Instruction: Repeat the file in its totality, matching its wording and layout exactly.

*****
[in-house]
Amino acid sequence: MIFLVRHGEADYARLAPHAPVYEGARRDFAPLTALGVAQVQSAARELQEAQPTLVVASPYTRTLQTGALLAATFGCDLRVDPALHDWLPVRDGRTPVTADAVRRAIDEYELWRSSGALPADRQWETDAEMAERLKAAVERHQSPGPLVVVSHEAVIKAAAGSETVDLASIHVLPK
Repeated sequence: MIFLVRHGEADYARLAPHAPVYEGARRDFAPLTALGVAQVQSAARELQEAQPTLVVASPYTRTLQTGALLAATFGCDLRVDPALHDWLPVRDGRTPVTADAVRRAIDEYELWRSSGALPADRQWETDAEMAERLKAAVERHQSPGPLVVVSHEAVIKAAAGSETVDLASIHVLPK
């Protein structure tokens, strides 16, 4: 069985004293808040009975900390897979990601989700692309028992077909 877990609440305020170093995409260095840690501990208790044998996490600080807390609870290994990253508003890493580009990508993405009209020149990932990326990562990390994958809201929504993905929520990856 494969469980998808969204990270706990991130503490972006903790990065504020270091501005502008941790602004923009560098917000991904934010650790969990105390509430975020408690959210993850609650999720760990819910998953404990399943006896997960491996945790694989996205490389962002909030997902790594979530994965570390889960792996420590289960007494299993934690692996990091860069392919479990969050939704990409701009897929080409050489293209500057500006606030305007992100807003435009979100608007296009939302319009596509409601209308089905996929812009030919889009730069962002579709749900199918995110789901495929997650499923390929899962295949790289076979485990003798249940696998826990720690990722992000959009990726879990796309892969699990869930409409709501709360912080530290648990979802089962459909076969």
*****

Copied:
[in-house]
Amino acid sequence: MIFLVRHGEADYARLAPHAPVYEGARRDFAPLTALGVAQVQSAARELQEAQPTLVVASPYTRTLQTGALLAATFGCDLRVDPALHDWLPVRDGRTPVTADAVRRAIDEYELWRSSGALPADRQWETDAEMAERLKAAVERHQSPGPLVVVSHEAVIKAAAGSETVDLASIHVLPK
Repeated sequence: MIFLVRHGEADYARLAPHAPVYEGARRDFAPLTALGVAQVQSAARELQEAQPTLVVASPYTRTLQTGALLAATFGCDLRVDPALHDWLPVRDGRTPVTADAVRRAIDEYELWRSSGALPADRQWETDAEMAERLKAAVERHQSPGPLVVVSHEAVIKAAAGSETVDLASIHVLPK
């Protein structure tokens, strides 16, 4: 069985004293808040009975900390897979990601989700692309028992077909 877990609440305020170093995409260095840690501990208790044998996490600080807390609870290994990253508003890493580009990508993405009209020149990932990326990562990390994958809201929504993905929520990856 494969469980998808969204990270706990991130503490972006903790990065504020270091501005502008941790602004923009560098917000991904934010650790969990105390509430975020408690959210993850609650999720760990819910998953404990399943006896997960491996945790694989996205490389962002909030997902790594979530994965570390889960792996420590289960007494299993934690692996990091860069392919479990969050939704990409701009897929080409050489293209500057500006606030305007992100807003435009979100608007296009939302319009596509409601209308089905996929812009030919889009730069962002579709749900199918995110789901495929997650499923390929899962295949790289076979485990003798249940696998826990720690990722992000959009990726879990796309892969699990869930409409709501709360912080530290648990979802089962459909076969």